As a child, she would spend days outside with her friends Sam and William, the three of them perched on the fence, handing one another a rope tethered to a high limb of the silver maple. One at a time they would hop onto the rope, sail over an ocean, and land on the shore of another world, one offering sword fights and treks over seaside cliffs.
Later in the day she would come inside for a sandwich, which she would eat at the piano while playing some sharp, jaunty tune. She would finish her food and drain her juice, slamming the cup down on the blonde Wurlitzer, and then she would charge back outside. At least that’s the way I remember her, running through the house to the back door, head pitched forward, fists clenched. An actual charge.
Sometimes at the end of these summer days she was too agitated to fall asleep on her own, so I would lie in bed next to her. She would flop back and forth, scratching her mosquito bites. I felt restless myself and anxious for her to be asleep, so I discouraged conversation. But now I wish I could go back to that time and breathe in the scent of her skin, sweat and wind and grass. I wish she could tell me about the land of the dead and the ocean that was our backyard.
Next August. We load her things into the car and pile in, the whole family. My younger daughter is only ten, and she hates long trips. We try to make the journey more inviting by promising new video games and a stay at a hotel with a pool, things she loves, but she is a reluctant traveler. She is afraid that in the chaos, she will be forgotten somewhere. Whenever we are on a trip and are stopping at a rest area to go to the bathroom, she insists I stand directly outside the stall, so that my feet are visible under the door. If she loses sight of me, we might become separated and never find each other again, because in her eyes, the world is that big, and parents are that unreliable. Nothing we say will ease this fear, so it stays with her throughout the trip, upsetting her stomach and her sleep. And her anxiety gets mixed in with the dread all of us are experiencing as we embark.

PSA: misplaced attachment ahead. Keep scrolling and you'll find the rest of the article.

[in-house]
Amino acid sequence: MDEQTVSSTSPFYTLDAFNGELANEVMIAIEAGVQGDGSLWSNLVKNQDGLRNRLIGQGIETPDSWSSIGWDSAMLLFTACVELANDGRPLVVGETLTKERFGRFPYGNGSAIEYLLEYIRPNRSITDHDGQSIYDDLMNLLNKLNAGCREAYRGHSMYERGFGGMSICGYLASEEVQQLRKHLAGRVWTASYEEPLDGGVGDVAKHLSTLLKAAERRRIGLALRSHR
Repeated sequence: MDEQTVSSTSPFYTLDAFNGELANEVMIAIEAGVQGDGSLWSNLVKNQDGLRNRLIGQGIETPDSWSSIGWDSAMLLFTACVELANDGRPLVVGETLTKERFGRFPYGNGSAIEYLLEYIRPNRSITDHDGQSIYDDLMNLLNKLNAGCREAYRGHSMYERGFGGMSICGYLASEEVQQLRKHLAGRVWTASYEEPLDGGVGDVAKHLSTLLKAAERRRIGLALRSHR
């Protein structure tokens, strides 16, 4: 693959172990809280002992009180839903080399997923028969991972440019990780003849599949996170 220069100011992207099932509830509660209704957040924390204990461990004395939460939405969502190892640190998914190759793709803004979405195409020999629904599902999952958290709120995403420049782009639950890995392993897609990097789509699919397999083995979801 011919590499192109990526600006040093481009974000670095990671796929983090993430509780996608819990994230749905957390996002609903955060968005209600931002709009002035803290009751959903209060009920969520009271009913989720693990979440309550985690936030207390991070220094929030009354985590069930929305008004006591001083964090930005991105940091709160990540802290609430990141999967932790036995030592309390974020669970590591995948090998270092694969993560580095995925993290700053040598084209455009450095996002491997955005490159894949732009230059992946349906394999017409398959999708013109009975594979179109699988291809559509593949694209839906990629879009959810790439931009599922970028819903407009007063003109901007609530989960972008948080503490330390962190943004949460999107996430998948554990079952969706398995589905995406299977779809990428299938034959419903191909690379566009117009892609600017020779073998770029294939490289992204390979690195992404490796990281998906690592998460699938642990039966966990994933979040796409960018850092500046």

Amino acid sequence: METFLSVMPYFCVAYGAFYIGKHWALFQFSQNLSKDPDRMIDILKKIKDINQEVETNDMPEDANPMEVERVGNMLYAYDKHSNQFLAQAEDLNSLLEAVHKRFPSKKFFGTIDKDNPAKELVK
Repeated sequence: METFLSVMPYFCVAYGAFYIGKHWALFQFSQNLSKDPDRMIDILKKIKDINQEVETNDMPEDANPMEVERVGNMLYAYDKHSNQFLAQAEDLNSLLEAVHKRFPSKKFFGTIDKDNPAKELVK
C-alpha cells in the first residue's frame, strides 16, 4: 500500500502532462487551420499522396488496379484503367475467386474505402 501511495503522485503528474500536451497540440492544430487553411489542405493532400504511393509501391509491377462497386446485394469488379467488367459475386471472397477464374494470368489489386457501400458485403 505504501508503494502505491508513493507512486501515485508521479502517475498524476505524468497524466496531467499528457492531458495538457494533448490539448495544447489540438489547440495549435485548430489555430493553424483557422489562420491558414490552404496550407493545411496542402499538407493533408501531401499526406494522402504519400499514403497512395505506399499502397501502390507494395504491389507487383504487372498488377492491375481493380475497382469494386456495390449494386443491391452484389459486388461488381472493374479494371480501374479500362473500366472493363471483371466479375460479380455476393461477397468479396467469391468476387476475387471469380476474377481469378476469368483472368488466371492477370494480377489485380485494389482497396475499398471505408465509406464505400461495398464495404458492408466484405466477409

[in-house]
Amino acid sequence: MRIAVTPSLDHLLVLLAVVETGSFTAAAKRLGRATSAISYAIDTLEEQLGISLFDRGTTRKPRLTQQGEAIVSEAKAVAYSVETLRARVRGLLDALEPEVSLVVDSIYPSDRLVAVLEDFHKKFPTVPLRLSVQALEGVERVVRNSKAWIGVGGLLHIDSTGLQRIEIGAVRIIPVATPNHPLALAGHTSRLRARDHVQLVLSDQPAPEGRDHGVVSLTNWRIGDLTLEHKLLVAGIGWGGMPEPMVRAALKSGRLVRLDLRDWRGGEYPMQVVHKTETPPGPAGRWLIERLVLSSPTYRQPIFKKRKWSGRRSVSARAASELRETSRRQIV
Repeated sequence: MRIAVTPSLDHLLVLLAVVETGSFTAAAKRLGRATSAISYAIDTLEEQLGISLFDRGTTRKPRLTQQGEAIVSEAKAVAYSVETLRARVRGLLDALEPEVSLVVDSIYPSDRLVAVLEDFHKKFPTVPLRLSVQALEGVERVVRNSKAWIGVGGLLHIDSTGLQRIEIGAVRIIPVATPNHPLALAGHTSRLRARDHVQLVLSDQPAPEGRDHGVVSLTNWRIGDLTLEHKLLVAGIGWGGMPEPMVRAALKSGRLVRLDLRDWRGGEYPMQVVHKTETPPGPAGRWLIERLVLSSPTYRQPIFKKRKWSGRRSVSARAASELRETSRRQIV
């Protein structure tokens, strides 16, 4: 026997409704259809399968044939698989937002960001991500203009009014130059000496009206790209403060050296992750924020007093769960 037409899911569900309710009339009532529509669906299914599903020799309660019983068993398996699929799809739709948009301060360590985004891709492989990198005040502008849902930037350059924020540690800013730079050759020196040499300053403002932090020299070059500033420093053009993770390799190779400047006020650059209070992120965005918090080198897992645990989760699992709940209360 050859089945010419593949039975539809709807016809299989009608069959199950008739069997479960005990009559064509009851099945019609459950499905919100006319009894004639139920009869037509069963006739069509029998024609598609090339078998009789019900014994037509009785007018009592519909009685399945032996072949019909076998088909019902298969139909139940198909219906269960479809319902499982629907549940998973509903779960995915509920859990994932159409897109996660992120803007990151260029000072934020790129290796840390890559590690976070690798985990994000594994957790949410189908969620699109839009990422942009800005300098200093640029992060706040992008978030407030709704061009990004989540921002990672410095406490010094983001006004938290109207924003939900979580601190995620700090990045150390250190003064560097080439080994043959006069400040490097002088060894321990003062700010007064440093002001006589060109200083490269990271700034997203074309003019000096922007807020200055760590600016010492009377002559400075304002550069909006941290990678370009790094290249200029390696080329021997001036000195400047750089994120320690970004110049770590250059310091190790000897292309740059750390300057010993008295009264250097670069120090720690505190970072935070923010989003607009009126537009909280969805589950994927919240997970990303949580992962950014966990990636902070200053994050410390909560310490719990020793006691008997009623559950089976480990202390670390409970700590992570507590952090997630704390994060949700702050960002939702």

We are a car stuffed with belongings and vibrating with trepidation, though we do our best to create the veneer of a normal family vacation. We pack a lunch, and we find a park on the way where we stop and eat. Except for a slight mishap with the bike, which at first moves too freely on the back of our car, the drive goes smoothly. By evening we reach my father and stepmother’s place in Northwest Tennessee.
They have a large house dominated by three golden retrievers, who appear at every turn, smiling up at you, their tails slowly wagging, releasing gold threads that float up into the light. Harry is the oldest and my father’s favorite. He is arthritic and deaf and needs help getting up from the floor, and his eyes have clouded over, betraying a new weariness, as if he is being dragged backward and is losing the strength to resist. At times I catch my father gazing at him. “He won’t be with us much longer,” he says.
My father is seventy-nine and has undergone three surgeries in the past year. He has lost several friends and four siblings to death. He is, as he will tell you, increasingly aware of his mortality. At one point in our stay, while I am standing by the sink, looking out the window at a crepe myrtle, and through its fuchsia blossoms to the back pasture saturated in gold, he stands next to me, drops a hand on my shoulder, tugs me into him.
“Don’t worry,” he says. “If anyone gives that girl any trouble, I will drive over to Vanderbilt with a baseball bat and a t-shirt that says, ‘Grandpa with nothing to lose.’”